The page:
With Carey Mulligan and Zoe Kazan in the two committed leads, fans of these actresses won’t be disappointed with their performances as Megan and Jodi, respectively, balancing their home lives as mothers and work. I wouldn’t say these are their greatest performances or good enough to give them Oscar nominations on the basis you don’t know that much about them personally. For some reason, they ditched Mulligan’s postpartum depression. They’ve been better in other stuff, but you’ll never complain when they carry an excellent dynamic working together. It’s strange how both of them aren’t being campaigned for lead Actress since I believe they share the same amount of screen time. Instead, they’ve put Mulligan in Supporting Actress and Kazan in Best Actress.
Patricia Clarkson, who plays editor Rebecca Corbett, and Andre Braugher, who plays no-nonsense chief editor Dean Baquet, both deliver terrific supporting roles. The best moments, though, come from Samantha Morton and Jennifer Ehle. Both of their characters, ex-Miramax employees Zelda Perkins and Laura Madden, respectively, provide scenes detailing their disturbing encounters with Jodi outside the country, including the mention of an uncomfortable message that makes for the most impactful moment of the film. Unfortunately, they don’t have much to work with, though Ehle gets the heaviest material.
You hate a monster like Weinstein lured victims (actresses, assistants, etc.) and kept them quiet after their encounters for so long. This was Hollywood’s biggest secret, and even when actress Rose McGowan explained this to people when she was assaulted in 1997, most brushed it off and got a $100,000 settlement. Surprisingly, he even blackballed Ashley Judd’s career, who appears as herself. As someone who has talked with Harvey before and knows his bullshit, and why should he since his personality is sexual assaults, workplace harassment, and NDAs. Thankfully, we don’t actually see his face when it’s just another actor voicing him over the phone or using a body double from the back.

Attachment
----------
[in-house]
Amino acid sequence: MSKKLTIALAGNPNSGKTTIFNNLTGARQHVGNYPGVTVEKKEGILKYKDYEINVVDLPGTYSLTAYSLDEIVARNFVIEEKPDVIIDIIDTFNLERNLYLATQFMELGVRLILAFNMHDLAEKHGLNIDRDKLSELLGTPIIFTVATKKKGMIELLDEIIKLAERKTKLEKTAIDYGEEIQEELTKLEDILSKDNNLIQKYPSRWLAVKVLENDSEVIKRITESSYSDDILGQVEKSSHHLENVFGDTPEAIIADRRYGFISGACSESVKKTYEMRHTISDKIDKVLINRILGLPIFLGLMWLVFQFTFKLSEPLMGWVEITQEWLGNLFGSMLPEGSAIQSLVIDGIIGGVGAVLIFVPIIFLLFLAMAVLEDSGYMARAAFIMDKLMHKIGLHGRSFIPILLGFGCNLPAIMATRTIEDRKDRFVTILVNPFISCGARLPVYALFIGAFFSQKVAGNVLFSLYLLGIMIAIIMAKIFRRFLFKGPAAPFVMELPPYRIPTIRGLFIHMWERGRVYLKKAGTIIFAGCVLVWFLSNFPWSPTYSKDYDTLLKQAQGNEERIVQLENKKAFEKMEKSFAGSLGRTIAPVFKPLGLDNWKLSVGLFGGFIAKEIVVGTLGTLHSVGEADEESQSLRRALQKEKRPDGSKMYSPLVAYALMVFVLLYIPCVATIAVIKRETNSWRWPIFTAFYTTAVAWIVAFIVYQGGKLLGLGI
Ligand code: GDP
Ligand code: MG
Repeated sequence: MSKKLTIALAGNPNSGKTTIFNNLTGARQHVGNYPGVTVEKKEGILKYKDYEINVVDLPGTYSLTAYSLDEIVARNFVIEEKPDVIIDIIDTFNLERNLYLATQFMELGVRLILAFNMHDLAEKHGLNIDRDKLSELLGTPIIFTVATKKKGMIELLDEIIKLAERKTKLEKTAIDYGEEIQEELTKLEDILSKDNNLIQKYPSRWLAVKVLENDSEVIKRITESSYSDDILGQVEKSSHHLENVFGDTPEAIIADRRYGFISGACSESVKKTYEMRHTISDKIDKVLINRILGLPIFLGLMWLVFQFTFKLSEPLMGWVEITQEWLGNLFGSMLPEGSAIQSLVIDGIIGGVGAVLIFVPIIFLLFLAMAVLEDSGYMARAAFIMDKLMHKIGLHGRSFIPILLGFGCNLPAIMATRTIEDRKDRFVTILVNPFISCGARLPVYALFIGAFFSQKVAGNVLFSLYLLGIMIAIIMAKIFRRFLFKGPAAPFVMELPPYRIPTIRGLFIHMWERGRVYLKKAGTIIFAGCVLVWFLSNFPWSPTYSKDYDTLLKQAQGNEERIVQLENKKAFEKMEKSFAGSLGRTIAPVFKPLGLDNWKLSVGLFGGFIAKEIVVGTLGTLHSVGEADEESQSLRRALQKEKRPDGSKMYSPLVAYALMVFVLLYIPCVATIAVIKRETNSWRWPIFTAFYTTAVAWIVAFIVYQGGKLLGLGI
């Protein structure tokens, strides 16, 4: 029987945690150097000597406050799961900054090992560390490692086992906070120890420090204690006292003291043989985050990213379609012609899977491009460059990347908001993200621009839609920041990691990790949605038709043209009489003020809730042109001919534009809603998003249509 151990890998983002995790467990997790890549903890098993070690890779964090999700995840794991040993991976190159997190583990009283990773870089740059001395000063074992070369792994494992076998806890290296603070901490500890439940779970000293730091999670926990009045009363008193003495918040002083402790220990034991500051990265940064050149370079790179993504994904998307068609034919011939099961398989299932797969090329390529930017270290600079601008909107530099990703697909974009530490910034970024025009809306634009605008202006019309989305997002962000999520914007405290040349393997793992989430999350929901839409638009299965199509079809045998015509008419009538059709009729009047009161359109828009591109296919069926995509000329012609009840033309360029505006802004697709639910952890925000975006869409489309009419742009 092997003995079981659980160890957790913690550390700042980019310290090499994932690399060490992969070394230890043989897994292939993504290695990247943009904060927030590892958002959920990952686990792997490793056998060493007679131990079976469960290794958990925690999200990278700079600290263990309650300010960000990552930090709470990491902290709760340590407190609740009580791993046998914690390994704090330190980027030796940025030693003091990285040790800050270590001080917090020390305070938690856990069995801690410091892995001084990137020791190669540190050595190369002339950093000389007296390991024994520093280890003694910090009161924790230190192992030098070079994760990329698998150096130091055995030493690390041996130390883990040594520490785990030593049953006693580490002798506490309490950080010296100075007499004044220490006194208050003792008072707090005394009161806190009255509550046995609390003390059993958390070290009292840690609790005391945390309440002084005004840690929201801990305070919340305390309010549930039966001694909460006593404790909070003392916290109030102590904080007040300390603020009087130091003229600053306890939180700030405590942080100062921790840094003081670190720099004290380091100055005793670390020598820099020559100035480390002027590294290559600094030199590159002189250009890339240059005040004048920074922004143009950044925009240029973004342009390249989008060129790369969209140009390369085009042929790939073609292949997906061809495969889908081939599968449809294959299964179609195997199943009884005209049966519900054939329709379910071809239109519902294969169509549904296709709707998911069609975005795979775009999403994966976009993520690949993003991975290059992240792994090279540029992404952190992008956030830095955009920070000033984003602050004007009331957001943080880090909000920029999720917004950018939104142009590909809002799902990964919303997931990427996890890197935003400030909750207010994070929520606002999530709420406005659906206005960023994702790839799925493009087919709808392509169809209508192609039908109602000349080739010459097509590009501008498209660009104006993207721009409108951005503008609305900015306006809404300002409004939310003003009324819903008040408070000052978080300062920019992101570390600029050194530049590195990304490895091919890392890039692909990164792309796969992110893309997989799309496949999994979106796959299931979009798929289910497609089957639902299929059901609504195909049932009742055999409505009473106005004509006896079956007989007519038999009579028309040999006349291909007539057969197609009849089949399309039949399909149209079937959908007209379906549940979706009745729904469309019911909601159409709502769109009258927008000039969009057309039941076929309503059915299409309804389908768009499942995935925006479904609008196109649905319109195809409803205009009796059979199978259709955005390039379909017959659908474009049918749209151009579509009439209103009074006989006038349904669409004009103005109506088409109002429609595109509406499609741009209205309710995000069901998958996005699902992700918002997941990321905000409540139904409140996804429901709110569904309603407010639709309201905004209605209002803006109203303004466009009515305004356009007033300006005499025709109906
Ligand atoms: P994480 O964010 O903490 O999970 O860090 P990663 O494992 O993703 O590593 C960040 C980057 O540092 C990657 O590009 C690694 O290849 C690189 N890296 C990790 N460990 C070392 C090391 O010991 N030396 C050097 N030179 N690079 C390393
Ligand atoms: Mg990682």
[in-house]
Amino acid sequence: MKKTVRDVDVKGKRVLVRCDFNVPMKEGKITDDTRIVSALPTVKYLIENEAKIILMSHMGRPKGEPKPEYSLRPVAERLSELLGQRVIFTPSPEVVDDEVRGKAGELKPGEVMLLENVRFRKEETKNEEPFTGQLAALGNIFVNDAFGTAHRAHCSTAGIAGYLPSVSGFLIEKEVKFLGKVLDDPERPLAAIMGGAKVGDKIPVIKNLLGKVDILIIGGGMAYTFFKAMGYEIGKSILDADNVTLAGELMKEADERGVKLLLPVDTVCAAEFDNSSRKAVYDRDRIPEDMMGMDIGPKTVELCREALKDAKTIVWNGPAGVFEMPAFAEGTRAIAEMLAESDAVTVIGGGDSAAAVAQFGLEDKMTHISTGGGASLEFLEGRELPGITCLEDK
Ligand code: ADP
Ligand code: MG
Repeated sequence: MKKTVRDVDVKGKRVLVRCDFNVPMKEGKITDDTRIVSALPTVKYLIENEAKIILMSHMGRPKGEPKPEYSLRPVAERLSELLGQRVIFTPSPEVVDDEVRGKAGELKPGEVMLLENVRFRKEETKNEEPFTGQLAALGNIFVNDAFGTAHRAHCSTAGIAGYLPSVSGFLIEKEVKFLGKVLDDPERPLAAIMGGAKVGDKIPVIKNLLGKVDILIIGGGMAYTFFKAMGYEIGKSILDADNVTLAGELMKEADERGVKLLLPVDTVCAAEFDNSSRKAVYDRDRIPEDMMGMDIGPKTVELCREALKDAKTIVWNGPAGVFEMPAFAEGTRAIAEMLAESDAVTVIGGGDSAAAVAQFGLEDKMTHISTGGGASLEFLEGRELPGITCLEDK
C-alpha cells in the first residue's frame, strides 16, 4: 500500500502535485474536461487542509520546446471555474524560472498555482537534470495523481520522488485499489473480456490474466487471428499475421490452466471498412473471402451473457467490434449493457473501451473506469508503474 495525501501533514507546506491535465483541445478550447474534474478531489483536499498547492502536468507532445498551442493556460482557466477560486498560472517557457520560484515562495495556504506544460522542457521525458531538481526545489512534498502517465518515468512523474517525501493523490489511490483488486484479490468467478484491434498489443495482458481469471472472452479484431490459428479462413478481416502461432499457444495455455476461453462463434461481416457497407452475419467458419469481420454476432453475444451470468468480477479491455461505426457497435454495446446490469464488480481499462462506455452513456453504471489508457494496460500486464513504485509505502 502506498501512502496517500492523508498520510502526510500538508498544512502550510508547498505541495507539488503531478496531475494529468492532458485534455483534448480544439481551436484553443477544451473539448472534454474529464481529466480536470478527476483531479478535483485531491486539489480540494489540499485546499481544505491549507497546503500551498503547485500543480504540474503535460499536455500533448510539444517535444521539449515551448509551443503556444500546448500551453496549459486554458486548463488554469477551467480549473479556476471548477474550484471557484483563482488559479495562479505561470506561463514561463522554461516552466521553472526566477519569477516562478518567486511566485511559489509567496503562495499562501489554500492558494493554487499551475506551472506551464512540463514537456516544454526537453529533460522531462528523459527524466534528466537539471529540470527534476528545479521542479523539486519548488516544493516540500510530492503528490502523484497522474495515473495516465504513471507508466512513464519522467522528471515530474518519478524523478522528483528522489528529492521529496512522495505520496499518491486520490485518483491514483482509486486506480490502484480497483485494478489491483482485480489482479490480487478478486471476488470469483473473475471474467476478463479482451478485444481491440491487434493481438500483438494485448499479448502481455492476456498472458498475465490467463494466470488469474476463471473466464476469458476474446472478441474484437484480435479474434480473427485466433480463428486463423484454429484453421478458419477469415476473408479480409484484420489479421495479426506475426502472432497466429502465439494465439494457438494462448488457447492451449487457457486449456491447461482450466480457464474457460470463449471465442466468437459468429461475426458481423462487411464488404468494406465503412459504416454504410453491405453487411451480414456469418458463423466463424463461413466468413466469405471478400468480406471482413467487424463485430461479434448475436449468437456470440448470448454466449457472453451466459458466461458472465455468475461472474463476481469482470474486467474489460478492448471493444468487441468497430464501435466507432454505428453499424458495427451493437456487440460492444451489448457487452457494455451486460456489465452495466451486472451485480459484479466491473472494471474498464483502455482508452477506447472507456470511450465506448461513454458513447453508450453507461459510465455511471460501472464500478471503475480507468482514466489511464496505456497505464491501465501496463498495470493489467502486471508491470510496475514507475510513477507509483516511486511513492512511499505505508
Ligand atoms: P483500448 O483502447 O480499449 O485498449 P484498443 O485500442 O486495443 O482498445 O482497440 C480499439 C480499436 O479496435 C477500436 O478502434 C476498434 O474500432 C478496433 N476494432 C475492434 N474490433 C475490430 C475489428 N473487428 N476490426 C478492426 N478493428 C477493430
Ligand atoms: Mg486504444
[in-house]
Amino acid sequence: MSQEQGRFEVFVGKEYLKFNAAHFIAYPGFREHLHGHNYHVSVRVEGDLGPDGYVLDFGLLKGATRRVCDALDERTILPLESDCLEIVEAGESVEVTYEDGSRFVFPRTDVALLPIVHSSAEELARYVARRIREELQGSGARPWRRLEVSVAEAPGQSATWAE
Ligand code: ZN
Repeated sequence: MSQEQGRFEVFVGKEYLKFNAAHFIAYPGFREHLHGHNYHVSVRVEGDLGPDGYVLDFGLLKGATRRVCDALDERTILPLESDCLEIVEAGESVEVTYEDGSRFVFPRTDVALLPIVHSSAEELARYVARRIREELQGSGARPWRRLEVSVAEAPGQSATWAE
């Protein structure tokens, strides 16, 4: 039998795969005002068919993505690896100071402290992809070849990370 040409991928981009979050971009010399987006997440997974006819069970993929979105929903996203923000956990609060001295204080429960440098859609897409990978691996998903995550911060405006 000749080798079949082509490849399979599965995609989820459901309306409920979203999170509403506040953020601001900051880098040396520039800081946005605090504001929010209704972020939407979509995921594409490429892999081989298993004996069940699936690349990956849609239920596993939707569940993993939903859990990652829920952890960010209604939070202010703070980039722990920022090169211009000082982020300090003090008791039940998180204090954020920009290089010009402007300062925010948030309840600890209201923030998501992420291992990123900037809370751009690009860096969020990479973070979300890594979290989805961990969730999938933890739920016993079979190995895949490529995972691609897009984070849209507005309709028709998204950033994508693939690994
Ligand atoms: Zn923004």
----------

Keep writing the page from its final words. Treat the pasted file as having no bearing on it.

Nothing about Schrader’s direction or the screenplay by Rebecca Lenkiewicz (Ida, Disobedience) came across as stylish to glamorize these events, and it didn’t need to be. Truthfully, this gives the victims respect She Said solely focused on the journalist aspect, not what went on behind the scenes, which was a smart tactic to ensure. A scene that stuck with me was this chilling moment of hearing a conversation with Harvey and Ambra Gutierrez, but we’re hearing a recording and seeing shots of empty hotel corridors with text underneath.
This is still an issue the world’s dealing with serious consequences about whom to trust, where it’s also padding itself on the back. Since they screened this a month early and there’s no clear consensus about the film, I am curious about what the rest of the reactions will be once it’s released next month. Nothing here is going to be a vast Oscar push (i.e. Best Picture), but I’m gonna predict it’ll be on the same level as The Post and not as powerfully acclaimed as All the President’s Men.
She Said might not reinvent the wheel for investigative dramas. However, it tells its true, straightforward story with a courageous effort to show the lengths reporters have to expose the truth. Zoe Kazan and Carey Mulligan worked great together. It won’t leave as big of an impact as I wanted and it’ll probably be forgettable for me, but a respectful effort.
She Said will be released on November 18, 2022. Runtime: 129 Minutes. Rated R for language and descriptions of sexual assault. Studio: Universal Pictures.